The crowd grew and the march stretched on for miles.  With chants of “Down with Celestin, we want Martelly!” echoing around the city, protesters vowed to march until Celestin was ousted from the race.  Unfortunately for them, some election officials around the city found the protest to be counteractive to the cause, as Celestin supporters continued to vote while Martelly supporters instead took to the streets.



We won’t know the official results of the race until later this week, and maybe as late as December 7th.  After that they have already scheduled a run-off for January 16th, as it’s next to impossible for any of the 19 candidates to get the 51% of the vote needed to take office.  Until then the country is expecting to see an increase in demonstrations and violence, as reports are coming out that Celestin may have the most votes, illegitimately or not.  Take into account that I have not spoken to a single Haitian in the past 3 months that has told me he or she is going to vote for Celestin, and I think we can all agree that those results would be a disaster for a country whose people are already on the brink.

Ben and I were talking while waiting for the protest to return to where we were, and he explained that this could quickly move from being just a protest to becoming a movement, and he’s right.  There are already reports that outside of Port-au-Prince there is violence as a result of the elections, and while today was quiet in the city, today’s announcement by the external governing body that oversaw the elections saying that the election process was relatively successful will only anger a population who feels slighted.  It’s just a matter of time before the population rises up against a government, and a flawed democratic process, that has left their country unable to stand on its own, and unfortunately for Haiti, who already has enough problems to deal with, trying to sift through a fraudulent election to find a legitimate leader is not something that they need.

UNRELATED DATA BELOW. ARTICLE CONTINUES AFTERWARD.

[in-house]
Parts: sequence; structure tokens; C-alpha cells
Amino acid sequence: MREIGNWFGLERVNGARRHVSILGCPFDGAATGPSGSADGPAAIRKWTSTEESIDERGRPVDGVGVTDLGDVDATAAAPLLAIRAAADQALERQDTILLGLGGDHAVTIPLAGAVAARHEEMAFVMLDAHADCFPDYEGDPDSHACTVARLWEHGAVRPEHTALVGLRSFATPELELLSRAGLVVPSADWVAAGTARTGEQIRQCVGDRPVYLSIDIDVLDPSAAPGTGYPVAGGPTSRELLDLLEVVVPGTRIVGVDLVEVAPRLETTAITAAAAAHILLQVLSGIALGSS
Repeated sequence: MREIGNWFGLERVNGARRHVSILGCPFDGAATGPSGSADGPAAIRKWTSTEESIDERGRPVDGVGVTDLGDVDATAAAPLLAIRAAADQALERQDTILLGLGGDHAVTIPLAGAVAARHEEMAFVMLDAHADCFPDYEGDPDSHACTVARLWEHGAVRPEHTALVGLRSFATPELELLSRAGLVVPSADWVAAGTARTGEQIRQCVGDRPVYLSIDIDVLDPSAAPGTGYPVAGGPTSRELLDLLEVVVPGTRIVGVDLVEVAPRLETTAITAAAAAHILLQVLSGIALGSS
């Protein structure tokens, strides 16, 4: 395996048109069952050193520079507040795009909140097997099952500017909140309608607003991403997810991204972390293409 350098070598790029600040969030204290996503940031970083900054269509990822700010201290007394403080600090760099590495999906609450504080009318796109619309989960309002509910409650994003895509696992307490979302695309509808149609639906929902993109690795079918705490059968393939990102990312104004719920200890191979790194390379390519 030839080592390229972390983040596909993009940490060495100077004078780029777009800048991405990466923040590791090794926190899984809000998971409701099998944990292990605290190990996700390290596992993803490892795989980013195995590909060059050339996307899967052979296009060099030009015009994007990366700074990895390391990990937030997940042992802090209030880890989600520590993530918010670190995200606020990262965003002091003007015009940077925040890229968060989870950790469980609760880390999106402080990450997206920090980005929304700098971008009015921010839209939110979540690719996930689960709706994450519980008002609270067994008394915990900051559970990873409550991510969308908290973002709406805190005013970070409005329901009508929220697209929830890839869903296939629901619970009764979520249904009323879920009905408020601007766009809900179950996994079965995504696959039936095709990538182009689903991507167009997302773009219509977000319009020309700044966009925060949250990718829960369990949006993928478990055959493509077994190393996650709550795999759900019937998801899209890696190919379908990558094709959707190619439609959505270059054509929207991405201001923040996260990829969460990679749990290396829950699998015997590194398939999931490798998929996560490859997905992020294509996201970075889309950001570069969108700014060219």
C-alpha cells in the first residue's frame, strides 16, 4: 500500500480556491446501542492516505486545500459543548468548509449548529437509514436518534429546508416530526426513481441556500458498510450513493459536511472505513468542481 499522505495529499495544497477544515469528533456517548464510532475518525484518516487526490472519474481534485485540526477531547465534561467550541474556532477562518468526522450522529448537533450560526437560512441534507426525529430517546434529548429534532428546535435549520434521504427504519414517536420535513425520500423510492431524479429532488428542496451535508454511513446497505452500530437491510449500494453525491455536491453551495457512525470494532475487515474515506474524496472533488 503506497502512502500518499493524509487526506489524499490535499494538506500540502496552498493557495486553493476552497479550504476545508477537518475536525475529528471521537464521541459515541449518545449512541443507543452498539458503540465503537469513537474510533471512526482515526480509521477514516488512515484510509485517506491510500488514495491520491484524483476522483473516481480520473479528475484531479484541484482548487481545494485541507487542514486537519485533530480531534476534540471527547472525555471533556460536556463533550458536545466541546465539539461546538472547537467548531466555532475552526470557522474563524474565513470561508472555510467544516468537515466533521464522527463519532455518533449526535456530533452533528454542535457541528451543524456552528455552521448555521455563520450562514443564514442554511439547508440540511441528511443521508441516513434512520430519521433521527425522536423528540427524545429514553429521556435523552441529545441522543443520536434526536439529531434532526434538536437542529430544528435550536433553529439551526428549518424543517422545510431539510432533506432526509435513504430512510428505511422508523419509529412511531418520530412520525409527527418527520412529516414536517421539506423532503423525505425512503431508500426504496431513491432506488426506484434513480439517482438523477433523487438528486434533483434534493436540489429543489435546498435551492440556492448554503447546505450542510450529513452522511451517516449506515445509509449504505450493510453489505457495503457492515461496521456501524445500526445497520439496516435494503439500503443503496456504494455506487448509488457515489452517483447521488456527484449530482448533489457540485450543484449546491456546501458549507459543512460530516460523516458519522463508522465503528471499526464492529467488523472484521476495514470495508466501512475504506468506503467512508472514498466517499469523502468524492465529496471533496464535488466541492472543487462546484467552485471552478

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Today were elections in Haiti, and I can tell you first hand that they didn’t go well.  Ben, David, and I went out all day to cover the elections, and have been up since 5:30am driving around the city.  Because of that, I’m going to bed, but tomorrow I’ll thoroughly post on the happenings from this Sunday’s elections.  There were allegations of fraud, MAJOR issues with voter registration, protests that disrupted polling centers, and an enormous protest that ended the day.  Stay tuned…

P.S. Because of the influx of journalists here in Haiti that are trying to upload photos just like me, the internet was too slow to upload even one…hopefully tomorrow morning will be better.

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While the past couple of weeks have been tough, sometimes it takes an American holiday like Thanksgiving to remind us just how much we have to be thankful for.  We have each other, we have Olie, we have our health, and we have great friends and family who we miss dearly.  To drown the sorrow we have because we won’t be spending the holiday at home, we’ll be heading over to a friend’s apartment this evening for an all-out ex-pat Thanksgiving feast.  We will be contributing candied yams and party potatoes, and afterwards will probably hire someone with a wheelbarrow to carry us home.   Happy Thanksgiving to everyone!

P.S. If you have never experienced party potatoes before, you must (MUST!) go to your nearest grocery store and get the ingredients so that they can help contribute to your turkey-induced coma.  They are freakin’ delicious (and very bad for you). The recipe is here.

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A lot of people have been asking how they can help those who have gotten cholera here in Haiti.  After being to a handful of Cholera Treatment Centers (CTCs) and talking to a bunch of people, it’s those organizations that are directly dealing with cholera patients that need to the most help right now.  Here’s a break-down:

Doctors Without Borders has been managing the majority of the CTCs in Haiti since the epidemic began, and recently wrote a scathing message about how the other NGOs in the country need to step up their efforts (you can read that here).  According the UN Health Cluster, which (attempts to) coordinate the distribution of aid in regards to health care, MSF is managing nine out of the 19 CTCs in the country, including the ones that are located in the worst parts of PAP.  They are definitely someone who could use your hard-earned money, and they would put it to good use (you can donate here).  Also, if you are a doctor or nurse and you speak fluent French or Kreyol, they are in desperate need for your help and you can volunteer with them for a period of no less than a month (for more info on that click here).